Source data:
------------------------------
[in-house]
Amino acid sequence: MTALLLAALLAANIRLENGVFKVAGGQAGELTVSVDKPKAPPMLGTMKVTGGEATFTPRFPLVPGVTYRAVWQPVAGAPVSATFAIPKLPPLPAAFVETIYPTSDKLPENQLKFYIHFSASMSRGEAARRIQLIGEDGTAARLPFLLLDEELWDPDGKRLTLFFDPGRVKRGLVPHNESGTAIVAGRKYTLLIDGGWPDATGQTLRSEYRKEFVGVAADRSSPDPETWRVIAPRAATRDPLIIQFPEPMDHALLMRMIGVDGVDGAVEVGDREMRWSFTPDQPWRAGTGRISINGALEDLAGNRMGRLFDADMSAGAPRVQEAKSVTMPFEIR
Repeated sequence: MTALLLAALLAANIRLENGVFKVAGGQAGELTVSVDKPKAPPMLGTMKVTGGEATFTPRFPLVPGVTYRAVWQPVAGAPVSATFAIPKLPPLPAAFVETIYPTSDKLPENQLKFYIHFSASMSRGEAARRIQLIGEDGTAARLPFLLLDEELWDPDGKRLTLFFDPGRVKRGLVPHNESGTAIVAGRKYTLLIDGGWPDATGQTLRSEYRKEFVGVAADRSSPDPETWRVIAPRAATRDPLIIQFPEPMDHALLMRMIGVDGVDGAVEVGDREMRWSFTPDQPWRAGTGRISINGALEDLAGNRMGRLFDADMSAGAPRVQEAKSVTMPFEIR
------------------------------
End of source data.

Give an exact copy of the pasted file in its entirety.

[in-house]
Amino acid sequence: MTALLLAALLAANIRLENGVFKVAGGQAGELTVSVDKPKAPPMLGTMKVTGGEATFTPRFPLVPGVTYRAVWQPVAGAPVSATFAIPKLPPLPAAFVETIYPTSDKLPENQLKFYIHFSASMSRGEAARRIQLIGEDGTAARLPFLLLDEELWDPDGKRLTLFFDPGRVKRGLVPHNESGTAIVAGRKYTLLIDGGWPDATGQTLRSEYRKEFVGVAADRSSPDPETWRVIAPRAATRDPLIIQFPEPMDHALLMRMIGVDGVDGAVEVGDREMRWSFTPDQPWRAGTGRISINGALEDLAGNRMGRLFDADMSAGAPRVQEAKSVTMPFEIR
Repeated sequence: MTALLLAALLAANIRLENGVFKVAGGQAGELTVSVDKPKAPPMLGTMKVTGGEATFTPRFPLVPGVTYRAVWQPVAGAPVSATFAIPKLPPLPAAFVETIYPTSDKLPENQLKFYIHFSASMSRGEAARRIQLIGEDGTAARLPFLLLDEELWDPDGKRLTLFFDPGRVKRGLVPHNESGTAIVAGRKYTLLIDGGWPDATGQTLRSEYRKEFVGVAADRSSPDPETWRVIAPRAATRDPLIIQFPEPMDHALLMRMIGVDGVDGAVEVGDREMRWSFTPDQPWRAGTGRISINGALEDLAGNRMGRLFDADMSAGAPRVQEAKSVTMPFEIR